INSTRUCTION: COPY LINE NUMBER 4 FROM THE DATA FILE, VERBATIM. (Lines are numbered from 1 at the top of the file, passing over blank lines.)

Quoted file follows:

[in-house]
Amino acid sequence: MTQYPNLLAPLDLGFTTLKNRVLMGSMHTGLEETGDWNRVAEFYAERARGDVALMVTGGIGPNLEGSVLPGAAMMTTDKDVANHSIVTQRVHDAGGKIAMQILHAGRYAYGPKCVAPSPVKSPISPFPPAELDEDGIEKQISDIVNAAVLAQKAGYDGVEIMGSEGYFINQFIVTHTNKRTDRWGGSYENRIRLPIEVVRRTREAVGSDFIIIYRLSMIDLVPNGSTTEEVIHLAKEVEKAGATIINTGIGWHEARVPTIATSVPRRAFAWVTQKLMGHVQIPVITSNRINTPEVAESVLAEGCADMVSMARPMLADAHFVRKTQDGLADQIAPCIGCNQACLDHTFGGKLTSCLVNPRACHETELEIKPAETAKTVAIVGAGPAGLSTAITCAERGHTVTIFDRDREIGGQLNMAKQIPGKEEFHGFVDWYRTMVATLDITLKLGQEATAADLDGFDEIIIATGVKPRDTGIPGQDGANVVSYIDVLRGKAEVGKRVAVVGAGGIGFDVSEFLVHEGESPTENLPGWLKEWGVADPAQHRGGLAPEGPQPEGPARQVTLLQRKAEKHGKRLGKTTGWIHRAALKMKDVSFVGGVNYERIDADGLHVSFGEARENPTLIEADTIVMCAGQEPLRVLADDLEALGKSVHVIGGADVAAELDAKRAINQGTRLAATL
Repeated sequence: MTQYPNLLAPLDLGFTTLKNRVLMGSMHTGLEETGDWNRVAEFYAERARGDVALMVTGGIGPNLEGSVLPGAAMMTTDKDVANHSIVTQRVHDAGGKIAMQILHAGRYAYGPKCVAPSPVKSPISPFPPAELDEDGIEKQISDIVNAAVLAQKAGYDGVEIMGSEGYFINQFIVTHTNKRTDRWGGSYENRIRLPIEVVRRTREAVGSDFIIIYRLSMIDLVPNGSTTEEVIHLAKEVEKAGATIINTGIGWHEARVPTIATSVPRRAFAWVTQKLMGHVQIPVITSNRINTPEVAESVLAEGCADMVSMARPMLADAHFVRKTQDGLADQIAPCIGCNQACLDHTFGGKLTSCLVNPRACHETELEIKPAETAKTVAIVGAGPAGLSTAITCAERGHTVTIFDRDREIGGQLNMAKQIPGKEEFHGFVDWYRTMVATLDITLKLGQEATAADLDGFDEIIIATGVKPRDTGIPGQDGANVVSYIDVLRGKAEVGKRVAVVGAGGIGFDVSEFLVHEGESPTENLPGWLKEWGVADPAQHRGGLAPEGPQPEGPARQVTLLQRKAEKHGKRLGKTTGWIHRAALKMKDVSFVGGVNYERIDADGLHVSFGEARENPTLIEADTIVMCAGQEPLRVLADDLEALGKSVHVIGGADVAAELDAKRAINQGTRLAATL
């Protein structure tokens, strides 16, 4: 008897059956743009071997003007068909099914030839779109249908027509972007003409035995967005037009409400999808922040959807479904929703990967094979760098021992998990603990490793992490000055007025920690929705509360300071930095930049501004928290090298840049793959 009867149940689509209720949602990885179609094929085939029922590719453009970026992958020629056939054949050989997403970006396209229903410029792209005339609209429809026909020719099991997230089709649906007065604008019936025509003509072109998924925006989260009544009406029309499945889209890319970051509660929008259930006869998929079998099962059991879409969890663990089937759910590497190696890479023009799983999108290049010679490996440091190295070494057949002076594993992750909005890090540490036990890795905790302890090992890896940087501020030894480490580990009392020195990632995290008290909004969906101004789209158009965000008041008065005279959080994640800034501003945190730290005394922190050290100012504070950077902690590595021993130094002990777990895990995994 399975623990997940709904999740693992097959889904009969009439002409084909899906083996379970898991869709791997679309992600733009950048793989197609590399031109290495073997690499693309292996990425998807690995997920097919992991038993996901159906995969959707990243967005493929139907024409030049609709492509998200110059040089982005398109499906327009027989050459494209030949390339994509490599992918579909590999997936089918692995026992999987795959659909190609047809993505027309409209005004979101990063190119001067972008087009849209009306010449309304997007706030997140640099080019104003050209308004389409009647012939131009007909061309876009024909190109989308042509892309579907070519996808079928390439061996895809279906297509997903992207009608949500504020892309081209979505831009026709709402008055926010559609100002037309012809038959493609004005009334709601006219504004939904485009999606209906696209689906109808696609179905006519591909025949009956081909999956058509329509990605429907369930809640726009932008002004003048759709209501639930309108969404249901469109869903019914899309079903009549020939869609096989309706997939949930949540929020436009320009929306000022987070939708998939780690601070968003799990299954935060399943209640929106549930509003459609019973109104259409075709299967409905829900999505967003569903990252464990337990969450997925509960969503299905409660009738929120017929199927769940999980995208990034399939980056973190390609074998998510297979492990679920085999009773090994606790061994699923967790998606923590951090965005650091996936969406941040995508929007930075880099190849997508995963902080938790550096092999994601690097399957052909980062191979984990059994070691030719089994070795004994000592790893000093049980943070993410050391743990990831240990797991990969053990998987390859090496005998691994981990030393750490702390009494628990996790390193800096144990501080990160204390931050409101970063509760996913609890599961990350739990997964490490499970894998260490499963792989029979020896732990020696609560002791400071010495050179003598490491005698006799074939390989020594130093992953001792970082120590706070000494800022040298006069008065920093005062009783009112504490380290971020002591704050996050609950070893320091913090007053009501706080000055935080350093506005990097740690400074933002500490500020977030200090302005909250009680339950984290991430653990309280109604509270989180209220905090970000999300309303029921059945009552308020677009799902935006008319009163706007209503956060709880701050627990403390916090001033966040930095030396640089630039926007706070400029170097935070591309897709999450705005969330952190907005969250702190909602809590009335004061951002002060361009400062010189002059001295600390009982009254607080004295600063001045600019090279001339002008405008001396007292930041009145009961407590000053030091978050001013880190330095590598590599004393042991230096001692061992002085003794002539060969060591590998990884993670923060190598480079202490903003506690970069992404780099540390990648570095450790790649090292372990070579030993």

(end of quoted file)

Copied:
């Protein structure tokens, strides 16, 4: 008897059956743009071997003007068909099914030839779109249908027509972007003409035995967005037009409400999808922040959807479904929703990967094979760098021992998990603990490793992490000055007025920690929705509360300071930095930049501004928290090298840049793959 009867149940689509209720949602990885179609094929085939029922590719453009970026992958020629056939054949050989997403970006396209229903410029792209005339609209429809026909020719099991997230089709649906007065604008019936025509003509072109998924925006989260009544009406029309499945889209890319970051509660929008259930006869998929079998099962059991879409969890663990089937759910590497190696890479023009799983999108290049010679490996440091190295070494057949002076594993992750909005890090540490036990890795905790302890090992890896940087501020030894480490580990009392020195990632995290008290909004969906101004789209158009965000008041008065005279959080994640800034501003945190730290005394922190050290100012504070950077902690590595021993130094002990777990895990995994 399975623990997940709904999740693992097959889904009969009439002409084909899906083996379970898991869709791997679309992600733009950048793989197609590399031109290495073997690499693309292996990425998807690995997920097919992991038993996901159906995969959707990243967005493929139907024409030049609709492509998200110059040089982005398109499906327009027989050459494209030949390339994509490599992918579909590999997936089918692995026992999987795959659909190609047809993505027309409209005004979101990063190119001067972008087009849209009306010449309304997007706030997140640099080019104003050209308004389409009647012939131009007909061309876009024909190109989308042509892309579907070519996808079928390439061996895809279906297509997903992207009608949500504020892309081209979505831009026709709402008055926010559609100002037309012809038959493609004005009334709601006219504004939904485009999606209906696209689906109808696609179905006519591909025949009956081909999956058509329509990605429907369930809640726009932008002004003048759709209501639930309108969404249901469109869903019914899309079903009549020939869609096989309706997939949930949540929020436009320009929306000022987070939708998939780690601070968003799990299954935060399943209640929106549930509003459609019973109104259409075709299967409905829900999505967003569903990252464990337990969450997925509960969503299905409660009738929120017929199927769940999980995208990034399939980056973190390609074998998510297979492990679920085999009773090994606790061994699923967790998606923590951090965005650091996936969406941040995508929007930075880099190849997508995963902080938790550096092999994601690097399957052909980062191979984990059994070691030719089994070795004994000592790893000093049980943070993410050391743990990831240990797991990969053990998987390859090496005998691994981990030393750490702390009494628990996790390193800096144990501080990160204390931050409101970063509760996913609890599961990350739990997964490490499970894998260490499963792989029979020896732990020696609560002791400071010495050179003598490491005698006799074939390989020594130093992953001792970082120590706070000494800022040298006069008065920093005062009783009112504490380290971020002591704050996050609950070893320091913090007053009501706080000055935080350093506005990097740690400074933002500490500020977030200090302005909250009680339950984290991430653990309280109604509270989180209220905090970000999300309303029921059945009552308020677009799902935006008319009163706007209503956060709880701050627990403390916090001033966040930095030396640089630039926007706070400029170097935070591309897709999450705005969330952190907005969250702190909602809590009335004061951002002060361009400062010189002059001295600390009982009254607080004295600063001045600019090279001339002008405008001396007292930041009145009961407590000053030091978050001013880190330095590598590599004393042991230096001692061992002085003794002539060969060591590998990884993670923060190598480079202490903003506690970069992404780099540390990648570095450790790649090292372990070579030993």